The petrol is still quieter than the diesel, but offers weaker fuel economy and is less punchy. On paper the diesel sounds glacial, but it can speed up with pleasing enthusiasm once the turbo spins into action.
When paired up with the manual, which could be smoother yet offers a solid gear change, the Tivoli is actually more involving than a couple of its rivals. Pleasant sums up the handling best, which we would take over mundane any day.
Those who want the automatic will see a hefty drop in fuel economy so it is worth avoiding, although the difference is reduced in the case of the petrol.
Out of the two, the diesel is the most sensible choice (47.9mpg combined for the ELX we were in), but diesels may come under fire and so more of a case can be made for the petrol alternative, which happens to be cheaper to buy.
Our diesel car made a rather noticeable vibration noise when changing between third and fourth gear caused, presumably, by a loose plastic component or two in the cabin, ruining an otherwise peaceful ride if you keep the revs down.
The ride itself is capable of smoothing out small imperfections, but more serious undulations can cause quite a din and unsettle the car. There is also noticeable body roll and the steering gives zero feedback, but it does grip well.
Some of the plastics in the largely ergonomic cabin look particularly cheap, but the lower price puts you in a more forgiving mood and adding a bit of colour via the My Tivoli customisation helps draw the eye away from the unsightly areas.
Which model is best?
It is worth going for the EX model if you care about safety as that comes with the aforementioned autonomous emergency braking system and enough goodies to keep you entertained without making undoing the value for money advantage.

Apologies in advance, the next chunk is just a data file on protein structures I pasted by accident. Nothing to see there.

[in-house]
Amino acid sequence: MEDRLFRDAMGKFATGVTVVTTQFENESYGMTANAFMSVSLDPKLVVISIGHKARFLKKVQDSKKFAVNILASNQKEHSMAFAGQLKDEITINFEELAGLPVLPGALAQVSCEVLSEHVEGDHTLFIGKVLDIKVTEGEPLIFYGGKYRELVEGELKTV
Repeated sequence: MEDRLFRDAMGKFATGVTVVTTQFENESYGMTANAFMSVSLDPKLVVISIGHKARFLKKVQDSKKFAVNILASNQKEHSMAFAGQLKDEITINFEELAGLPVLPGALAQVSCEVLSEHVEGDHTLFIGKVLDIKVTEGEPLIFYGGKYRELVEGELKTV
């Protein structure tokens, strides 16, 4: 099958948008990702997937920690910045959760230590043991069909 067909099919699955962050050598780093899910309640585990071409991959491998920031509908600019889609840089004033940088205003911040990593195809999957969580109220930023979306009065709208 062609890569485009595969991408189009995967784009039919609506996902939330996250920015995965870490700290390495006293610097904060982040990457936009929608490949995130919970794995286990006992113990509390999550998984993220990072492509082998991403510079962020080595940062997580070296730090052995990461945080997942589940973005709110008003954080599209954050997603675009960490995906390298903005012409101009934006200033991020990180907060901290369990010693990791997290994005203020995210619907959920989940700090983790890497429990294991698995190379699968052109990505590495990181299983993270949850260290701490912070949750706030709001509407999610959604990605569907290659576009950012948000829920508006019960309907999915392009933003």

Pick of the bunch is the EX diesel with the six-speed manual. Avoid going for a fancy metallic (in this instance, white) as that adds £500/$650. The £400/$520 styling pack, which paints the roof, alloy wheels, spoiler and mirrors in black, is more tempting.
Standard equipment on the EX includes the seven-inch infotainment display, reversing camera, dual zone climate control, full leather interior and 18-inch alloy wheels. ELX adds keyless go, navigation and front, automatic wipers, automatic headlights and rear parking sensors.
Keep it sensible and there is a strong chance your Tivoli will undercut rivals such as the Citroen C4 Cactus and Nissan Juke by a substantial sum (but not the Dacia Duster) and can even come out cheaper than some smaller cars.
Then there is the five-year unlimited mileage warranty. Ssangyong assures us the terms and conditions are less strict than its rivals, which means you should get most issues repaired without having to complain too strongly.
Should I buy one, then?
The safety improvements of the Ssangyong Tivoli help keep it competitive. That and the fact it looks good, drives sufficiently well, comes with a solid warranty and is cheap to buy will be all the persuasion some buyers need to go against the grain.
- 1.6-litre e-XDi 160 turbo diesel
- 113bhp (115PS)
- 221lb/ft (300Nm) from 1,500rpm
- 0-62mph in 12 seconds
- 113g/km of CO2
- 65.7mpg (combined)